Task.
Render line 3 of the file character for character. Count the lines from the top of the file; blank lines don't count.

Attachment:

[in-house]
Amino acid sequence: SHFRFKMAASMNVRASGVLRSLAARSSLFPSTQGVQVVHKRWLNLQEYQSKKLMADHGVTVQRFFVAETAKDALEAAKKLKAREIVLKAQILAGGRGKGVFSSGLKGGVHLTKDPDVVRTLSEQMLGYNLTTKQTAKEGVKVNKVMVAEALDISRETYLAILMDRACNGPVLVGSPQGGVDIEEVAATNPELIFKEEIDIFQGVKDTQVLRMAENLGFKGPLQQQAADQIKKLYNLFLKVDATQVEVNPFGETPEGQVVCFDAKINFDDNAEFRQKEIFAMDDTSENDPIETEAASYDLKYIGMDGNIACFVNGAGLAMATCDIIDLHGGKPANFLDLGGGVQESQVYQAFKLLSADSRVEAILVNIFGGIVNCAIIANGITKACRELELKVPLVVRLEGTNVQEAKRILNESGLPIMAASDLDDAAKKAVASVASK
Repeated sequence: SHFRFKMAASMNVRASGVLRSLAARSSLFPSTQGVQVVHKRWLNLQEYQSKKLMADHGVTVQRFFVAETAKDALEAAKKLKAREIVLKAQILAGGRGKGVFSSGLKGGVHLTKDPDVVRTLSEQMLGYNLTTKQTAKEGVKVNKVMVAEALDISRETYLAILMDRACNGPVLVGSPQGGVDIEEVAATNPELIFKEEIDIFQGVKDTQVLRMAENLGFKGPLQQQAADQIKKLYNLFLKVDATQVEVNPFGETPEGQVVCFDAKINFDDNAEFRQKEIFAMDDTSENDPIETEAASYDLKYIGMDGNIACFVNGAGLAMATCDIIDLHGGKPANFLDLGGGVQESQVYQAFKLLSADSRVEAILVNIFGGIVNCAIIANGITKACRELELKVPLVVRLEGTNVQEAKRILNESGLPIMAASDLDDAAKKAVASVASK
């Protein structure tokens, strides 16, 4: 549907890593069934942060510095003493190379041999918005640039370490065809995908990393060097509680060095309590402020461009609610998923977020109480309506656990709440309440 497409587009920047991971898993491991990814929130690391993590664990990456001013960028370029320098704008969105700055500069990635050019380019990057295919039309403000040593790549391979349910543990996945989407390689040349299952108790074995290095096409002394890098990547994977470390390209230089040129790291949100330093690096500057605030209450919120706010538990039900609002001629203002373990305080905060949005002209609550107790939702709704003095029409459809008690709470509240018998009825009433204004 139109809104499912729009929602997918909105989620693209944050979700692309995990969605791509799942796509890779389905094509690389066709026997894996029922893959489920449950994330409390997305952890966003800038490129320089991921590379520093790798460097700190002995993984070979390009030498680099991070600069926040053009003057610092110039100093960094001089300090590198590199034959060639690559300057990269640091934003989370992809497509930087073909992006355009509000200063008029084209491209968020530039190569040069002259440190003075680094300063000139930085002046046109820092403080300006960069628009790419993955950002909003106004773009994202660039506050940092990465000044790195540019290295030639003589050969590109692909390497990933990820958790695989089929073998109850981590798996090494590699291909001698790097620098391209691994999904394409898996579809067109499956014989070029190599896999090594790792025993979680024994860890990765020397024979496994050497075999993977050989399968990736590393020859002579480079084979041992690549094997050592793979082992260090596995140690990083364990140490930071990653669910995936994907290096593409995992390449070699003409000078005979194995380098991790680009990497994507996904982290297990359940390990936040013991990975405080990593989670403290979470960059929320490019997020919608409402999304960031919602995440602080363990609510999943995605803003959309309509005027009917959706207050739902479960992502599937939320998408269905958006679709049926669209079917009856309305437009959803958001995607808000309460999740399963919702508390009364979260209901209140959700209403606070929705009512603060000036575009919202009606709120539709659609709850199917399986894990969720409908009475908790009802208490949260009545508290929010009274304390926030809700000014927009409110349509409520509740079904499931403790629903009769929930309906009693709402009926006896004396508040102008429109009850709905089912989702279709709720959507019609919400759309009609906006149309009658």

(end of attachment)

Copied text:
Repeated sequence: SHFRFKMAASMNVRASGVLRSLAARSSLFPSTQGVQVVHKRWLNLQEYQSKKLMADHGVTVQRFFVAETAKDALEAAKKLKAREIVLKAQILAGGRGKGVFSSGLKGGVHLTKDPDVVRTLSEQMLGYNLTTKQTAKEGVKVNKVMVAEALDISRETYLAILMDRACNGPVLVGSPQGGVDIEEVAATNPELIFKEEIDIFQGVKDTQVLRMAENLGFKGPLQQQAADQIKKLYNLFLKVDATQVEVNPFGETPEGQVVCFDAKINFDDNAEFRQKEIFAMDDTSENDPIETEAASYDLKYIGMDGNIACFVNGAGLAMATCDIIDLHGGKPANFLDLGGGVQESQVYQAFKLLSADSRVEAILVNIFGGIVNCAIIANGITKACRELELKVPLVVRLEGTNVQEAKRILNESGLPIMAASDLDDAAKKAVASVASK